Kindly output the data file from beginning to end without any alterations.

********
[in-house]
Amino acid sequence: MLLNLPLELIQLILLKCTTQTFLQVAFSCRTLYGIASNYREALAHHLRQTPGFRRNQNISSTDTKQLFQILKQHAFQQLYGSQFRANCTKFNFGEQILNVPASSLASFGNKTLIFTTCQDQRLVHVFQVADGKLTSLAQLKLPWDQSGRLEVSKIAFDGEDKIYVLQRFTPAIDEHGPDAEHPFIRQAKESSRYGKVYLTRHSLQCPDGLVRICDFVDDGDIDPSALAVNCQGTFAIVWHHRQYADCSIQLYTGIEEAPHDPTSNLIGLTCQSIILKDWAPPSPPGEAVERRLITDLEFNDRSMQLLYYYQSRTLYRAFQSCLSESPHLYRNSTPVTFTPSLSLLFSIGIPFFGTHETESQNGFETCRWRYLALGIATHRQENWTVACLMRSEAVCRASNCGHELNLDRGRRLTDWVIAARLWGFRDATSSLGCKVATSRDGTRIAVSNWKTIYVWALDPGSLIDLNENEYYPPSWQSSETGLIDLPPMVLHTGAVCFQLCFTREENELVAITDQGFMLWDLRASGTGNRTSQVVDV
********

[in-house]
Amino acid sequence: MLLNLPLELIQLILLKCTTQTFLQVAFSCRTLYGIASNYREALAHHLRQTPGFRRNQNISSTDTKQLFQILKQHAFQQLYGSQFRANCTKFNFGEQILNVPASSLASFGNKTLIFTTCQDQRLVHVFQVADGKLTSLAQLKLPWDQSGRLEVSKIAFDGEDKIYVLQRFTPAIDEHGPDAEHPFIRQAKESSRYGKVYLTRHSLQCPDGLVRICDFVDDGDIDPSALAVNCQGTFAIVWHHRQYADCSIQLYTGIEEAPHDPTSNLIGLTCQSIILKDWAPPSPPGEAVERRLITDLEFNDRSMQLLYYYQSRTLYRAFQSCLSESPHLYRNSTPVTFTPSLSLLFSIGIPFFGTHETESQNGFETCRWRYLALGIATHRQENWTVACLMRSEAVCRASNCGHELNLDRGRRLTDWVIAARLWGFRDATSSLGCKVATSRDGTRIAVSNWKTIYVWALDPGSLIDLNENEYYPPSWQSSETGLIDLPPMVLHTGAVCFQLCFTREENELVAITDQGFMLWDLRASGTGNRTSQVVDV